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D.Ed vs. DNP for Senior Leadership Roles

by CurlyhairedRN CurlyhairedRN (New) New

I am having some trouble deciding which terminal degree would be better for my background and my career goals..I am an ED Staff BSN with a total of 6 years bedside experience and 7 years academic/basic science research. An MPH with independent basic research from Yale and 4.5 years of a PhD in Microbiology and Immunology that I did not finish because of the end of the Space Shuttle Program and after that I decided I was done with research. I would really love to eventually have a role in senior nursing leadership in either Academia or the Healthcare Setting. Most likely the healthcare setting. The course work for an D.Ed in Healthcare Administration Leadership sounds the most interesting. Most job posts for Senior Nursing Leadership state MSN required or Masters level required, doctoral preferred. Would I be competitive with an BSN, MPH, D.Ed? Or would they require an MSN/DNP? Which would prepare me more for a senior nursing leadership position where I can bring about change and growth? DNP or D.Ed? I am concerned that without an MSN or DNP the senior leadership positions would still be out of touch for me....any and all advice appreciated!!!!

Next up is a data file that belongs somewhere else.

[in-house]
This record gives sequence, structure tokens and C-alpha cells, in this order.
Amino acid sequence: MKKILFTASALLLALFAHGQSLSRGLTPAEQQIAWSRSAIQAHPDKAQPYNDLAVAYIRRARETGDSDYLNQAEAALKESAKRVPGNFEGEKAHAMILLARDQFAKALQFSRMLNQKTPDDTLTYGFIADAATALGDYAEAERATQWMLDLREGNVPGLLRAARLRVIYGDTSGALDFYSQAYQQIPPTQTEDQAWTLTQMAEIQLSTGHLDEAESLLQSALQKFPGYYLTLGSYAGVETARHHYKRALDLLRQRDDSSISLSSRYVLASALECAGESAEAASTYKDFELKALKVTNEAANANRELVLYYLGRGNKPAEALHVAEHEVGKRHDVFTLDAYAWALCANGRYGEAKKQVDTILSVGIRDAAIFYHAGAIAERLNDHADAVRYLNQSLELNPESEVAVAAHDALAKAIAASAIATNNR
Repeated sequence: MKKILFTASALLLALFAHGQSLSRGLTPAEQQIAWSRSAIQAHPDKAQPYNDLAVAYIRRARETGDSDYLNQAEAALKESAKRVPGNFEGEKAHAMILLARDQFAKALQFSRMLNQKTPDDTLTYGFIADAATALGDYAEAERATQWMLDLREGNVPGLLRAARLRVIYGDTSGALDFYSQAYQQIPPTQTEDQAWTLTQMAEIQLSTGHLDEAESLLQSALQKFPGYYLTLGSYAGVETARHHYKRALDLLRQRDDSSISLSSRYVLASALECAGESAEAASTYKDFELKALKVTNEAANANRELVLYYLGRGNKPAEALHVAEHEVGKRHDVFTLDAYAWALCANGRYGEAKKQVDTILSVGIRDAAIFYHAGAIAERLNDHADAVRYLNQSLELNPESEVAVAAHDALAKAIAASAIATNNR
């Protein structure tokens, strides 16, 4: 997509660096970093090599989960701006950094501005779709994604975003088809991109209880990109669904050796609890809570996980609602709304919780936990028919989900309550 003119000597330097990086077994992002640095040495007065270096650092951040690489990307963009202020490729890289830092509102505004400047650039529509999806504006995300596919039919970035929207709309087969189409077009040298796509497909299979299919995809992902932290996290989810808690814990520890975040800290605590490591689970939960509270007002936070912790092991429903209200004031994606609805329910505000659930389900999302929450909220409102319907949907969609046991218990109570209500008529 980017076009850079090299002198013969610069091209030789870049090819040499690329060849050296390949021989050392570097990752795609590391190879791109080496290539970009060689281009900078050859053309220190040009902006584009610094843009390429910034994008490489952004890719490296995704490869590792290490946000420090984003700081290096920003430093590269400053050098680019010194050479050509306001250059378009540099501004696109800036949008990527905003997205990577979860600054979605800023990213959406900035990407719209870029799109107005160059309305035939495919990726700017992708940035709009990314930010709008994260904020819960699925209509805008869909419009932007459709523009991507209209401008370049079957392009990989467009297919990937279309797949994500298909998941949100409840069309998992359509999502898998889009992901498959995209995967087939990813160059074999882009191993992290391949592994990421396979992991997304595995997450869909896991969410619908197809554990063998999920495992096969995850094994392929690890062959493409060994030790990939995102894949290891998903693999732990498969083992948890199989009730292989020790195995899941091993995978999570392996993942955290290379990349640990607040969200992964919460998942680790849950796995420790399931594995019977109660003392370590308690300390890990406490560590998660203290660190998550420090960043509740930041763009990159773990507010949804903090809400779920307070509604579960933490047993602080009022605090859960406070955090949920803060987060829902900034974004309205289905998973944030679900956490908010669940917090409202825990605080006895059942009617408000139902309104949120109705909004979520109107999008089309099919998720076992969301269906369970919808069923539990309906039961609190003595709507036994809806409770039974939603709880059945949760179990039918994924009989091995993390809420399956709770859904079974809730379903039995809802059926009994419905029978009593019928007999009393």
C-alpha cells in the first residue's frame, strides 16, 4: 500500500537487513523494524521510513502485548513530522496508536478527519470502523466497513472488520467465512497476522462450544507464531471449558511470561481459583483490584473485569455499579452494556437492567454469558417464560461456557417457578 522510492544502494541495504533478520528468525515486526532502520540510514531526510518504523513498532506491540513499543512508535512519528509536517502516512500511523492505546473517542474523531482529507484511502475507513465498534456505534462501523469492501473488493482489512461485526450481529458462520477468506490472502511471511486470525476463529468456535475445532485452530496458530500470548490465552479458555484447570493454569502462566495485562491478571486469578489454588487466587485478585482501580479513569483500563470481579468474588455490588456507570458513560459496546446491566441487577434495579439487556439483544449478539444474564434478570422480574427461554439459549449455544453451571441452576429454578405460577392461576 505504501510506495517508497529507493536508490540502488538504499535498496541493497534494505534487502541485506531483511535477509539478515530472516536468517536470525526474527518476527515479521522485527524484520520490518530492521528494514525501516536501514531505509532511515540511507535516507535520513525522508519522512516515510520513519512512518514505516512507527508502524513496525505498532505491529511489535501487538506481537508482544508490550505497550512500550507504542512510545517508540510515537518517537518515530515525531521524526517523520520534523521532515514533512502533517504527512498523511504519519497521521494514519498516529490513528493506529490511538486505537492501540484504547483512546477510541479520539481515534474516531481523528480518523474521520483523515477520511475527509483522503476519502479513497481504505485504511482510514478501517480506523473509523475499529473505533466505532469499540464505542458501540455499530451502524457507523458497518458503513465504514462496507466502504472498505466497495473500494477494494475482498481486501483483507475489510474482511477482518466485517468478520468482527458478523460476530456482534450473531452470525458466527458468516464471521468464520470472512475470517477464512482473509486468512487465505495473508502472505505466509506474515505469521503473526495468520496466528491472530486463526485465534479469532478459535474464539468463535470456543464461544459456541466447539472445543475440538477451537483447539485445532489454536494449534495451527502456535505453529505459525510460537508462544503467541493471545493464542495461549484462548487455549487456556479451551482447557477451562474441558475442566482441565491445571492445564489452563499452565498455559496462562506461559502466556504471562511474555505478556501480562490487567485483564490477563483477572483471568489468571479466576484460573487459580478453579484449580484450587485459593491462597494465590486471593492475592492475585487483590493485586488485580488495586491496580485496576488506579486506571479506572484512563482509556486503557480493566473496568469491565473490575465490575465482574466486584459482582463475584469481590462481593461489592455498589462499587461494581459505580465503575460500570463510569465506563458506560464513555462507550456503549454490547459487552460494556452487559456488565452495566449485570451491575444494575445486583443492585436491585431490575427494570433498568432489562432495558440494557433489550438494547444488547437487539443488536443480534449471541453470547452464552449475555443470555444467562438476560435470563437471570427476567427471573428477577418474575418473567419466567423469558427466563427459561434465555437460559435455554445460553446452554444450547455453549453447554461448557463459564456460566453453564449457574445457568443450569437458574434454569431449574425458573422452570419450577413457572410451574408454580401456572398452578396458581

meanmaryjean, DNP, RN

Specializes in NICU, ICU, PICU, Academia. Has 44 years experience.

Generally speaking, and MSN is required for nursing leadership- both in facilities and in academia. Academia, in my expereince, is pretty much evenly split DNP/ PhD/ EdD as the terminal degree. But the MSN is critical.

llg, PhD, RN

Specializes in Nursing Professional Development. Has 44 years experience.

I agree with meanmaryjean. In the olden days, people were less picky about advanced education -- the field didn't matter as much, any graduate degree would do. However increasingly, people want to see nursing leaders have academic degrees that are beyond the entry level in nursing -- and BSN is an entry-level degree. How can you reasonably be expected to be considered an "expert nurse" if none of your advanced degrees is focused on nursing? That's the issue. And it will be hard to earn the respect of those of us with advanced degrees in nursing and be our leader if you yourself only have an entry-level nursing education.

Getting at least a Master's Degree in nursing is essential to be able to call yourself a nurse with an advanced nursing education. And if you want to be a leader of nursing, then you will need at least 1 advanced nursing degree. If you don't want to be a NURSING leader, but want to be a leader of other disciplines, then skipping the advanced nursing degree is possible.

So ... the question becomes ... Do you want to be a Nursing Leader? Or do you not care about that and would be fine with some other job in healthcare (non-nursing) in a leadership role? If you want to be seen as an advanced nurse, you will need to study nursing at an advanced level.

Finally, check the current Magnet guidelines. I'm not sure of the current requirements, but they have always leaned towards wanting nursing leaders to be educated in nursing. I doubt that will change in the near future.

Good luck with whatever career path you choose.

Thank you so much! That clarifies the issue totally for me and I had been confused for weeks. It makes perfect sense.